When technology companies enter consumer and CPG markets, one of the biggest challenges they face is that they don’t truly know what value they add.
Startup founders usually begin by trying to address a need in a particular industry that they’ve worked in and understand. But when it’s time to expand into new markets, they don’t say, “How am I going to position our product in this new world?”
A strong business development and go-to-market (GTM) strategy can help you answer this question and find success in consumer and consumer packaged goods (CPG) markets.
When you think about GTM, think about it as spokes on a wheel. Most companies take an approach where the owner of GTM is a product person, and then they bring in sales, marketing, etc. But they don’t realize it’s so important to have that link between them all — one complete view, one clear strategy. GTM needs to link product, sales and marketing throughout the funnel, with a deep understanding of your customers’ needs.
When I started at a previous company, there was no owner of the GTM process. Everyone was trying to play a role. I sat all the department heads down and said, “Everybody can’t own the process. We need everybody to buy in, but we ultimately need one group to be in charge and make sure that all the other groups are doing their part.” If you don’t do that, there’s no accountability.
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A Whole New World
When selling into consumer and CPG accounts, you need to understand the buying timelines and processes of each industry. For example, the timelines and processes at a large enterprise technology company would be much different than those at a sneaker manufacturer. When prospects need to see you, when they make their purchasing decisions and marketing’s role in the process are all very different.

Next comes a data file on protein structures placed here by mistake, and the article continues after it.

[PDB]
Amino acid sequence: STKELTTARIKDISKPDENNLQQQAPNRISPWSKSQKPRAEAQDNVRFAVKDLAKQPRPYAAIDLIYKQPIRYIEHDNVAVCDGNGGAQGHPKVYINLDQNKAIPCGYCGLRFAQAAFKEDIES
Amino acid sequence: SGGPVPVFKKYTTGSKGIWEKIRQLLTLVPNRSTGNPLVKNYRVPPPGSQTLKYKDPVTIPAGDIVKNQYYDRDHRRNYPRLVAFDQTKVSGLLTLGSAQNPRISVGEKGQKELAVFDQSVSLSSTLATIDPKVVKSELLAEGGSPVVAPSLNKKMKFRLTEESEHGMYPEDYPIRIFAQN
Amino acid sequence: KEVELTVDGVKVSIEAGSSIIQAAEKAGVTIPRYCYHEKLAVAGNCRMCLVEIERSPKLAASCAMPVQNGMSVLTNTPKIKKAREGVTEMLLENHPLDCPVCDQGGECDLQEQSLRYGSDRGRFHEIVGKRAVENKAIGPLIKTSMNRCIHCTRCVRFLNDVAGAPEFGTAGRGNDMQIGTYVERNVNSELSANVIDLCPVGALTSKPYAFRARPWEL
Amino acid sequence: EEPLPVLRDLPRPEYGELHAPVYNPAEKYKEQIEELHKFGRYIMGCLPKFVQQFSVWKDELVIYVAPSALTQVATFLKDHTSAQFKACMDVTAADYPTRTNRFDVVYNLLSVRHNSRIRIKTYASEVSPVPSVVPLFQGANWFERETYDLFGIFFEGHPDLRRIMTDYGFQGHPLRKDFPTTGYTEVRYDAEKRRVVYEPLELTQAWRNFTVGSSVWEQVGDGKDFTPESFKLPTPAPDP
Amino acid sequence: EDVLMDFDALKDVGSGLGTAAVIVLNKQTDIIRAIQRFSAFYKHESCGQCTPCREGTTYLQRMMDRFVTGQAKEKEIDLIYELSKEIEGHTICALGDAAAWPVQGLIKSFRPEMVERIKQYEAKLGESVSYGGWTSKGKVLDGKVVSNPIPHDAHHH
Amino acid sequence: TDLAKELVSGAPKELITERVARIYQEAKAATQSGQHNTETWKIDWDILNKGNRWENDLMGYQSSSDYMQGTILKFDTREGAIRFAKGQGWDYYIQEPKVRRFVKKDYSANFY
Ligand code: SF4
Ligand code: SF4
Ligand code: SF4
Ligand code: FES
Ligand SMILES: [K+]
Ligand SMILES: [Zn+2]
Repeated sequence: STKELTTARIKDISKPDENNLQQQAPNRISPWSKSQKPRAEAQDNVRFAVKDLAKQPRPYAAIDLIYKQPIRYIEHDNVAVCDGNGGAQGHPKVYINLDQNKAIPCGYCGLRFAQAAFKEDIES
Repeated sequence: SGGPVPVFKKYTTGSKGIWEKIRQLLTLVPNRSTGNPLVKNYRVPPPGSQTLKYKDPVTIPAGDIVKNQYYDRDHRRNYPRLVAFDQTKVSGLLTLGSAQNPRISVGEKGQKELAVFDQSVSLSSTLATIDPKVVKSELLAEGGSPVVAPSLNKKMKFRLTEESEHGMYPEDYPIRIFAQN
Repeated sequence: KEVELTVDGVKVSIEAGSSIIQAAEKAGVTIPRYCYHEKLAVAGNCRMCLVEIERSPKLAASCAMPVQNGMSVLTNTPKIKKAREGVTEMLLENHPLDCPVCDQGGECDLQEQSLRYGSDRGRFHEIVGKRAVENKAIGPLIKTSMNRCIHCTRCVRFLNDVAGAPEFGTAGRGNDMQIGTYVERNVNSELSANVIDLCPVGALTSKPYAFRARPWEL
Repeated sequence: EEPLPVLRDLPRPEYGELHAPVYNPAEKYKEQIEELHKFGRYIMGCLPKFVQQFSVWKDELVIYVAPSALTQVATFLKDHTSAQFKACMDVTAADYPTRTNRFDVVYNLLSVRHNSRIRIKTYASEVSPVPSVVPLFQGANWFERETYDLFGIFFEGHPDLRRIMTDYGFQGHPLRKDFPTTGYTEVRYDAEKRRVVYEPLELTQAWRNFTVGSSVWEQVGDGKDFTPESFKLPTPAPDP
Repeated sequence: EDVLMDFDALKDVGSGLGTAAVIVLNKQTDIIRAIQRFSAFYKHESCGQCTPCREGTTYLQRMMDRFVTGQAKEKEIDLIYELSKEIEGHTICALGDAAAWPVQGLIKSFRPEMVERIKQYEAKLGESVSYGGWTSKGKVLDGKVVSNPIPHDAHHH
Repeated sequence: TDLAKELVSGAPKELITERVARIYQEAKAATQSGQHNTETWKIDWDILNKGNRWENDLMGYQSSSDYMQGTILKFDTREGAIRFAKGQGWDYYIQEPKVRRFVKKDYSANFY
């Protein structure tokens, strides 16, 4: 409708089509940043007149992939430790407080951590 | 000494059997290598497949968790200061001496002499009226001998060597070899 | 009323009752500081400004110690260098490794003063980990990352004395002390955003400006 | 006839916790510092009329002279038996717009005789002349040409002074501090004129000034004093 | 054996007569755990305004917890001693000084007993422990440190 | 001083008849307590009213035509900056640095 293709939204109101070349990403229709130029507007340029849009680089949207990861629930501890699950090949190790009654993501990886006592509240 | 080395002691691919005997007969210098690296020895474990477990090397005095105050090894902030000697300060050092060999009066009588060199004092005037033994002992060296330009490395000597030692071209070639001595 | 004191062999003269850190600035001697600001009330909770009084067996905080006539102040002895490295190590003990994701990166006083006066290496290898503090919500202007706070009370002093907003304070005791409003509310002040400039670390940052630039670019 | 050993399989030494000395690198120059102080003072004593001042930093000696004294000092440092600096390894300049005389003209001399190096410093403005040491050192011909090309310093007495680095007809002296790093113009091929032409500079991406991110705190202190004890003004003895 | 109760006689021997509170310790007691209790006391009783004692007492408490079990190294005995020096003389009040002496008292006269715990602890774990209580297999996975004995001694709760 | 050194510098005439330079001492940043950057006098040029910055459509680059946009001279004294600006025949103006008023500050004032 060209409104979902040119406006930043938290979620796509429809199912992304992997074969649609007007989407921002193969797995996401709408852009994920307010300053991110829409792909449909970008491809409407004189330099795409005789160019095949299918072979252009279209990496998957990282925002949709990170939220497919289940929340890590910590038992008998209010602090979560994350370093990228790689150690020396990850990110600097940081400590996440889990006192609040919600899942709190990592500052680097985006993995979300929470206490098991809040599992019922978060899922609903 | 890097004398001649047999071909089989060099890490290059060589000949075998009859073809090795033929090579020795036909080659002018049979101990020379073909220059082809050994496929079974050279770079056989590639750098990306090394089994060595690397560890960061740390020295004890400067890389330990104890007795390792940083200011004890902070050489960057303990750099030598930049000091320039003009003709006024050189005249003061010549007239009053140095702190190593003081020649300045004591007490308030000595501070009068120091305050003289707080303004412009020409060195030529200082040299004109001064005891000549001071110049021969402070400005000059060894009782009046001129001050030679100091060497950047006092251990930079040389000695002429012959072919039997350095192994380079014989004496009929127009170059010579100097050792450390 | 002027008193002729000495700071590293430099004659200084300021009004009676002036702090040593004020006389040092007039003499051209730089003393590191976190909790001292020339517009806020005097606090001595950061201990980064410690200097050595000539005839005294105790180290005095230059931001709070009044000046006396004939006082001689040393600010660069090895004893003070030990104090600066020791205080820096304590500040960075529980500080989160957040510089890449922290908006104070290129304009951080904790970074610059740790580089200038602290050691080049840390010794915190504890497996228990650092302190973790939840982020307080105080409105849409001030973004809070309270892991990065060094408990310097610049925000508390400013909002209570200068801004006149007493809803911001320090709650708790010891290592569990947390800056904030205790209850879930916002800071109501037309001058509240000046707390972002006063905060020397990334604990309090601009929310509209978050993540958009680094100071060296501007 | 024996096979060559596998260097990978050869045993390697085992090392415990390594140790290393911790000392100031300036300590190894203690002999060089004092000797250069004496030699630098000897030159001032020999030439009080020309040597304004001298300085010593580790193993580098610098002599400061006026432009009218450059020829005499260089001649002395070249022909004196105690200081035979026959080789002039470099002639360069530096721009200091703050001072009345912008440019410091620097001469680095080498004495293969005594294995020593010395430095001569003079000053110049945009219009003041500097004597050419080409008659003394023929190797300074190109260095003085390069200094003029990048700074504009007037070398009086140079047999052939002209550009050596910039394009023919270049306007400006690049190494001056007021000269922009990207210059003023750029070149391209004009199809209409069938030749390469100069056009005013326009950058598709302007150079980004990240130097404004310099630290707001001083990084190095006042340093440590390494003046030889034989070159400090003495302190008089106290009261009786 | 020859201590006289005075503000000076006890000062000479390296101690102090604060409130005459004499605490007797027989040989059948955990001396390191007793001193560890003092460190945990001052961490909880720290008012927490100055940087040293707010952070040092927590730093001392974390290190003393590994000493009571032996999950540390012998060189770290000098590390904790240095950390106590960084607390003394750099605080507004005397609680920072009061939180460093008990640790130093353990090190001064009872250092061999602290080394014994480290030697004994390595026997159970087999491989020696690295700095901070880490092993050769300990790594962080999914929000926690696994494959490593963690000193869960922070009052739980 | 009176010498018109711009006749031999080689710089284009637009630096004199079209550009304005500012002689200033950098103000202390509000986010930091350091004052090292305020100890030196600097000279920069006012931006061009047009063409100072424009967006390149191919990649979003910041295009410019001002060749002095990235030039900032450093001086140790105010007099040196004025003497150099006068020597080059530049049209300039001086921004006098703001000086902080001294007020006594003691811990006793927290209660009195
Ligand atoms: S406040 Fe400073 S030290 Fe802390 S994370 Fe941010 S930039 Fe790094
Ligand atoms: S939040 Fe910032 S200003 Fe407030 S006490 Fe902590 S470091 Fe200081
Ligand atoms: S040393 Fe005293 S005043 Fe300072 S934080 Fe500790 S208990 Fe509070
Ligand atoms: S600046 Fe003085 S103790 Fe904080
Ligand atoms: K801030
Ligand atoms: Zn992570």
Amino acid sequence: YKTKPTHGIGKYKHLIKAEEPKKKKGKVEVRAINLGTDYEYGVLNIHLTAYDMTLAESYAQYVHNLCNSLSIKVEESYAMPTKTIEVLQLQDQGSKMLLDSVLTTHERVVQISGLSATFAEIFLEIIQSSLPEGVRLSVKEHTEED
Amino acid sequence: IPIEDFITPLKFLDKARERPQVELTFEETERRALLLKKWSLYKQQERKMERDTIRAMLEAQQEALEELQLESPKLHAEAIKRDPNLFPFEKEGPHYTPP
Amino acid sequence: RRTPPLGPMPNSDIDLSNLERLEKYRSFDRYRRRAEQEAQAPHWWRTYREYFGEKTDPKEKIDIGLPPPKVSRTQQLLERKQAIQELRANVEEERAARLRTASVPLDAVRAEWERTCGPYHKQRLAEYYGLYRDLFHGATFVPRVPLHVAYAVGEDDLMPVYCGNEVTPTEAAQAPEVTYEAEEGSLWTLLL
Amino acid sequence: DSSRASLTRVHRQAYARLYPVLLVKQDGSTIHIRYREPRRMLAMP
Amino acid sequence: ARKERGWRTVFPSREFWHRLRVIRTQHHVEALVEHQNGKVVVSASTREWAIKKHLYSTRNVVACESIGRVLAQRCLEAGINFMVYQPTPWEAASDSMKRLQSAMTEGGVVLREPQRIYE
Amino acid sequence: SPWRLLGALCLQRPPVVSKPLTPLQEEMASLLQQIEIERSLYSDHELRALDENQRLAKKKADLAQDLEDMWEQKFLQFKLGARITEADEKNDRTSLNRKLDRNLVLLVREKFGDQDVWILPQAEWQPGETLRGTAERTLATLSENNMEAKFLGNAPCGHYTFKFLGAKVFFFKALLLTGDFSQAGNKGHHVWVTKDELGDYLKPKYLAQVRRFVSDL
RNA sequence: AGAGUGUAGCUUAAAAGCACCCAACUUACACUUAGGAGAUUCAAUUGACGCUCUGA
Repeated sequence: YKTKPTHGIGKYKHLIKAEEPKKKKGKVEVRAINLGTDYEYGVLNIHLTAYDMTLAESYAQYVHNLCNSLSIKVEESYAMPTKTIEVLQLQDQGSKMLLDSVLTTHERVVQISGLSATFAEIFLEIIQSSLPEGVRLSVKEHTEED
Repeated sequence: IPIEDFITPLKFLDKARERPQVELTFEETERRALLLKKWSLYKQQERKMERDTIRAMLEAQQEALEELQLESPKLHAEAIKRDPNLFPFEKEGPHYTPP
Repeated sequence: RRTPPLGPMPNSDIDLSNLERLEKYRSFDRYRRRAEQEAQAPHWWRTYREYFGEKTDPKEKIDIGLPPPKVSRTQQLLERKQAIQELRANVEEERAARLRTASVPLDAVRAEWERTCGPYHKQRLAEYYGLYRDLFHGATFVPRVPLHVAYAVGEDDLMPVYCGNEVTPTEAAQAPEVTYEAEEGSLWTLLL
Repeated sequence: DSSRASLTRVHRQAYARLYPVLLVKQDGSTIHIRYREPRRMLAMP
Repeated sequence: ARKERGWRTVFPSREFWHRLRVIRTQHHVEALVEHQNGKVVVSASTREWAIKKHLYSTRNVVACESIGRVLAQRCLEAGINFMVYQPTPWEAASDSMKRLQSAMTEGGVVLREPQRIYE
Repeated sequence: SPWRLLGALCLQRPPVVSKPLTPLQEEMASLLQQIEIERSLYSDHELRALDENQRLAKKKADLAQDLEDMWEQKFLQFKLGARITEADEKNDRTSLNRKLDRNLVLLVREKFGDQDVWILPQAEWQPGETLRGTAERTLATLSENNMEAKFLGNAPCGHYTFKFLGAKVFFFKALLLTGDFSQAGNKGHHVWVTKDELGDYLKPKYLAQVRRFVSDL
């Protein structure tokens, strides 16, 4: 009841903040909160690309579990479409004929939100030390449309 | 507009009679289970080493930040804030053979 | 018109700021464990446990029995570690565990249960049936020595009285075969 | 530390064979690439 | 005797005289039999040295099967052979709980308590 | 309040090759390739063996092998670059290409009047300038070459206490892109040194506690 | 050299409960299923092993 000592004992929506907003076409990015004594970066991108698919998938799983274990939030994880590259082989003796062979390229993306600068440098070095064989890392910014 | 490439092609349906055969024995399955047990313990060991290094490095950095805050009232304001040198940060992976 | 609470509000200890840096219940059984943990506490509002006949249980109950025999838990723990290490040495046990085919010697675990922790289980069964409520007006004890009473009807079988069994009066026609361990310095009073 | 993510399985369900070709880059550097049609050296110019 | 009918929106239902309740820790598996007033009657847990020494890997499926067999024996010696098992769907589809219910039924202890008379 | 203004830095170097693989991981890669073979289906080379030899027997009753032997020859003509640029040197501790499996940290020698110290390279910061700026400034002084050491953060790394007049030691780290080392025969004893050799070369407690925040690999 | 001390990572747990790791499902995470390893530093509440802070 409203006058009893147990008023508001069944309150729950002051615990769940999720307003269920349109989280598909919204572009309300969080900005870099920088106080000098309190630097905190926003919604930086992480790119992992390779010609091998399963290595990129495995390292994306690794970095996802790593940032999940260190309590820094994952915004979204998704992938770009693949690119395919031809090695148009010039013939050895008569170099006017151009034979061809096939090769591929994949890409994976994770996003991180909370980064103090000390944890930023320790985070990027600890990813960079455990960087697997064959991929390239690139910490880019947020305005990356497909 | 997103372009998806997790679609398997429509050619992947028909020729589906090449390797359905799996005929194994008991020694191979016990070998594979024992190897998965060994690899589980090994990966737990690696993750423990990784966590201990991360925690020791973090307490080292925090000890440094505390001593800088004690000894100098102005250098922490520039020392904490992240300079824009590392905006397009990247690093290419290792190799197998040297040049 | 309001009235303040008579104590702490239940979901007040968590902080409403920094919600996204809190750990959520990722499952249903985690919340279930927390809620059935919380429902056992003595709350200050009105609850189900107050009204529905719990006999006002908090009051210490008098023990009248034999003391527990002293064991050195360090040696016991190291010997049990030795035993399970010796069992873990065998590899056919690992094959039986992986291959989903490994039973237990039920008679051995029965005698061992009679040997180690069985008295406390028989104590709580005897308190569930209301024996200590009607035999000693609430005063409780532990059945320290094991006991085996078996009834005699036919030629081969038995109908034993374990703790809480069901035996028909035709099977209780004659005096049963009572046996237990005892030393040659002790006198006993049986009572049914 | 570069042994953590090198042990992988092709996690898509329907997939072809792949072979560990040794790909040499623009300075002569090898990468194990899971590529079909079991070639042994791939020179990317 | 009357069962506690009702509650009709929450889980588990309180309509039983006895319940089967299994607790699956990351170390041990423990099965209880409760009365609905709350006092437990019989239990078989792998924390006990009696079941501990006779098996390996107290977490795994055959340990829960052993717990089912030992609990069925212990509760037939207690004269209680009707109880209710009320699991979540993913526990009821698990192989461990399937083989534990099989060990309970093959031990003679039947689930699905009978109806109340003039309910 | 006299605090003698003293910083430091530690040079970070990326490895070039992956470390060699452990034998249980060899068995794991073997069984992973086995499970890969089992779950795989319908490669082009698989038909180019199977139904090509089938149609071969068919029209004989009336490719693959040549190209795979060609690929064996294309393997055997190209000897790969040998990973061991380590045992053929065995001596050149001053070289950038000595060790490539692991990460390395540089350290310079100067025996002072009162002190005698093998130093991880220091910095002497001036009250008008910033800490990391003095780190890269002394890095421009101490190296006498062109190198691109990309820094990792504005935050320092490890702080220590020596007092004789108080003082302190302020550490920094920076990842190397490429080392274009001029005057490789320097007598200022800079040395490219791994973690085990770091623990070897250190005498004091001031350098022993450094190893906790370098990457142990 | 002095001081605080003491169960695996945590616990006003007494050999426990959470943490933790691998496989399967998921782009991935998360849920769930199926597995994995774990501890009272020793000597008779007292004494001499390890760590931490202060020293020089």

Certain CPG industries such as apparel, luxury goods and athletic footwear work in super-long timelines. You may be operating under the assumption that you don’t have to start talking to someone until September to close a deal for this year, but in those industries, if you haven’t started by February, it’s too late.
Business development is also important because, in different industries, there are different groups making the buying decisions. You need to create a clear business development function through your GTM strategy so that you’re talking to the right people and providing the information that makes sense for them.
Another mistake I see a lot is founders who try to do GTM into a new market without bringing an expert on board. Of course, a problem that all startups face is not having enough resources, but there are still ways to do business development and GTM successfully.
When you get into the CPG world, it’s all driven by consumer needs and wants. Take the time to think about the market you’re entering. Do some market research to truly understand the competitive landscape and what consumers are looking for.
But by the same token, you can’t do everything. Prioritize your efforts, and don’t be afraid to bring in people who can lend the expertise that you don’t have. This doesn’t mean you have to hire two or three people to handle GTM for a new channel, but you can work with an agency or have someone on retainer until you’re able to afford those in-house positions. A lot of companies neglect this entirely, and it leaves a vacuum in their GTM strategy.
Curtis Charles is managing partner and CEO of FFB Collaboration.